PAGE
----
People of all ages play video games. There is no longer a 'stereotype game player,' but instead a game player could be your grandparent, your boss, or even your professor."
According to Jason Allaire, Ph.D., associate professor of psychology at North Carolina State University and co-director of the Gains Through Gaming Lab, gamers are growing up.
The video game demographics have changed quite a bit over the years. The kids who lived in the golden eras of gaming have grown up and had kids of their own. Gaming is becoming less of a hobby stereotypically associated with teenage boys and more of a legitimate form of entertainment enjoyed by men and women of all ages.
From 11-year-old girls who coordinate 25 player teams in World of Warcraft to elderly grandparents staying active with games on the Wii, video games are quickly becoming one of the most popular and demographically diverse forms of entertainment in the world.
With this rising popularity and growing media presence, you might be wondering just how popular gaming has become. Thanks to the Entertainment Software Association, a trade association that boasts memberships from video game industry titans such as: Activision, Nintendo of America and Sony Online Entertainment, we have some concrete sales, demographic, and usage data from their 2014 report for the US.
Lets start things off with just how popular gaming has become in our society.
According to the ESA, 59 percent of Americans play some sort of video game. Each American household tends to have an average of two people who play games and at least one device dedicated to playing games.
Thirty-nine percent of people who play games are 36 years or older, with players between the ages of 18 to 35 making up another 32 percent, and all those younger than 18 years old at 29 percent. The gender division is almost an even split with 52 percent being male and 48 percent being female.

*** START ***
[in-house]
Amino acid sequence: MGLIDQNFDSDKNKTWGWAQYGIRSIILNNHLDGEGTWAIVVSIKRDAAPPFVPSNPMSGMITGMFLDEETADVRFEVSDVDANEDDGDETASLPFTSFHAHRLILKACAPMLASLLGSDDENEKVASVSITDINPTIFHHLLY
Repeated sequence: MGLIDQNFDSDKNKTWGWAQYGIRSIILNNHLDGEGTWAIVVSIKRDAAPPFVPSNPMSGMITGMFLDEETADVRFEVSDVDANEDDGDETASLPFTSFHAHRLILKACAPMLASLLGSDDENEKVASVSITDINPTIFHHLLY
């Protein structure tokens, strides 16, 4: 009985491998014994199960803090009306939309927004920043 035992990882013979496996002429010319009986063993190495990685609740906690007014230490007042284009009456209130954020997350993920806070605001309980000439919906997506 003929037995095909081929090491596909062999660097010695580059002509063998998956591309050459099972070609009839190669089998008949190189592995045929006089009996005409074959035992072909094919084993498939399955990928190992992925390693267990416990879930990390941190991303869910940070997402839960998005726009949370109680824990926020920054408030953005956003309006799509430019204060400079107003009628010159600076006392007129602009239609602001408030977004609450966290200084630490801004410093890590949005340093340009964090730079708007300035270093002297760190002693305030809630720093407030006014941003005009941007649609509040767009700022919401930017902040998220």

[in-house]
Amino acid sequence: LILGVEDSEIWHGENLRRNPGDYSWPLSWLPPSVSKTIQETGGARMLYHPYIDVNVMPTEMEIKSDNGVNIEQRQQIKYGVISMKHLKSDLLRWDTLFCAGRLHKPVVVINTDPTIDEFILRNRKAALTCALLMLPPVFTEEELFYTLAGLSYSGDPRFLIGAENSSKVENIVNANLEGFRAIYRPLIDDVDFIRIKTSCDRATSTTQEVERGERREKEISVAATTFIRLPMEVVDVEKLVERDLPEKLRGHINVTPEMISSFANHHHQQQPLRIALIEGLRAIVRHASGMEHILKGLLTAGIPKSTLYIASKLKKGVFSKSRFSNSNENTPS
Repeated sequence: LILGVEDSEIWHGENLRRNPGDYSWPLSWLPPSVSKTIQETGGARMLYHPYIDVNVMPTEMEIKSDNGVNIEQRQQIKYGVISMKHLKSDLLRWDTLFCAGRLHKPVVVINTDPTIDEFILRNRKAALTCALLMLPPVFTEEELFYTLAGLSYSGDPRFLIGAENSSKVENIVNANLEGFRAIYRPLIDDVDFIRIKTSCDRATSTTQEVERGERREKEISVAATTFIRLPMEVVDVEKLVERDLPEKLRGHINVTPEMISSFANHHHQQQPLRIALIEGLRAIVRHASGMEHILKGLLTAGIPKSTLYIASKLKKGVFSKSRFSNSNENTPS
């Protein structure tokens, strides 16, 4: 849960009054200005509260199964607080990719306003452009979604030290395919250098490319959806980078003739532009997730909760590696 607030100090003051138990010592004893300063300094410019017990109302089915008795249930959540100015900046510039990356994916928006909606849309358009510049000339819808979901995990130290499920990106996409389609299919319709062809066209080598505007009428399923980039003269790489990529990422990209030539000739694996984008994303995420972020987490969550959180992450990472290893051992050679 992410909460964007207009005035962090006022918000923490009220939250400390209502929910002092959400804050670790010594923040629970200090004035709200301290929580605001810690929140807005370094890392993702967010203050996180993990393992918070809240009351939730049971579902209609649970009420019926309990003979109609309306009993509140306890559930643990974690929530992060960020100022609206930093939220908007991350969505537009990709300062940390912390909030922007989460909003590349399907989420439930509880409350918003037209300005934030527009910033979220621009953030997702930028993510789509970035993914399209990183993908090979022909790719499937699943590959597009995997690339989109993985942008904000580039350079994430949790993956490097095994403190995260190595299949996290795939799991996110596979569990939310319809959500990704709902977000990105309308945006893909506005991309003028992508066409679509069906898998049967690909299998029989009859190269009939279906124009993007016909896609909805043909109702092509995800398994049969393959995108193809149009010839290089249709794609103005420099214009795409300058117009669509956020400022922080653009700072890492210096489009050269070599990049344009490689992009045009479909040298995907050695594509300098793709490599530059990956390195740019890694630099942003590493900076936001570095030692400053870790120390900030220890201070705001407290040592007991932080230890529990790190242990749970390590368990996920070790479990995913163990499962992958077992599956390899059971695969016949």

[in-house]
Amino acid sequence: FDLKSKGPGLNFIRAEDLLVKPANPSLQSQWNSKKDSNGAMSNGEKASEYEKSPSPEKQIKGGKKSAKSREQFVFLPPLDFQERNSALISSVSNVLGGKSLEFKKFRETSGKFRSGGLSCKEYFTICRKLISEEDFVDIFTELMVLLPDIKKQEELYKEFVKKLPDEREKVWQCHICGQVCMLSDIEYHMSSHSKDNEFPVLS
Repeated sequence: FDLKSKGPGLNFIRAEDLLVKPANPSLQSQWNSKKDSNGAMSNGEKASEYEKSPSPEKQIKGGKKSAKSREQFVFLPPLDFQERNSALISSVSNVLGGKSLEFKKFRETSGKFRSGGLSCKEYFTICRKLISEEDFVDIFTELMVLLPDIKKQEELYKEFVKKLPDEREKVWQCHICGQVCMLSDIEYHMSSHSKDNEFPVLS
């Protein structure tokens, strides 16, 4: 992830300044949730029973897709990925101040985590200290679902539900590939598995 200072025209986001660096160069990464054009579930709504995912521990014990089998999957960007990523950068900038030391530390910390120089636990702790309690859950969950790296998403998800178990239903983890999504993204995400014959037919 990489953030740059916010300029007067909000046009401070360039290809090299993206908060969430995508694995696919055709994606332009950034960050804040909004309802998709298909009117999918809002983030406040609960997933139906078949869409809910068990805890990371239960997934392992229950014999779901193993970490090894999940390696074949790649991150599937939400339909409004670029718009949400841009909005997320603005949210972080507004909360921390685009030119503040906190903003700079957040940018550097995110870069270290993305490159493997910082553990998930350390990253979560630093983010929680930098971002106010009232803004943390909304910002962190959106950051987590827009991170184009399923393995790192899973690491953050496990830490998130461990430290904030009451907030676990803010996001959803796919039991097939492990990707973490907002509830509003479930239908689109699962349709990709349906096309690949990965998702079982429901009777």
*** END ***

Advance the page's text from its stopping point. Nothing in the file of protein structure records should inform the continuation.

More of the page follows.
Women older than 18 currently make up 36 percent of the entire gaming market and are currently the largest growing demographic. That's more than double the industry's long time target audience of boys under the age of 18, which currently represents 17 percent of the total market.
Forty-two percent of parents who have children that play games join them at least once a week. Fifty-eight percent of parents play with their children at least once a month.
These video game demographics have been greatly affected by the growing popularity of casual games played on smart-phones, and the explosion of popularity gaming has gained on social media.
Nearly everyone has a smartphone these days and therefore has access to thousands of cheap and free games. A lot of people who may have otherwise not have been interested in gaming may have started with casual, friendly, mobile games.
Game themed YouTube content creators such as PewDiePie (Felix Arvid Ulf Kjellberg), Tobuscus (Toby Turner), and Totalbiscuit (John Baine) have gained such a large following that they can influence the popularity and sales of a game just by mentioning it in videos or on social media. These content creators are generally very popular with younger players.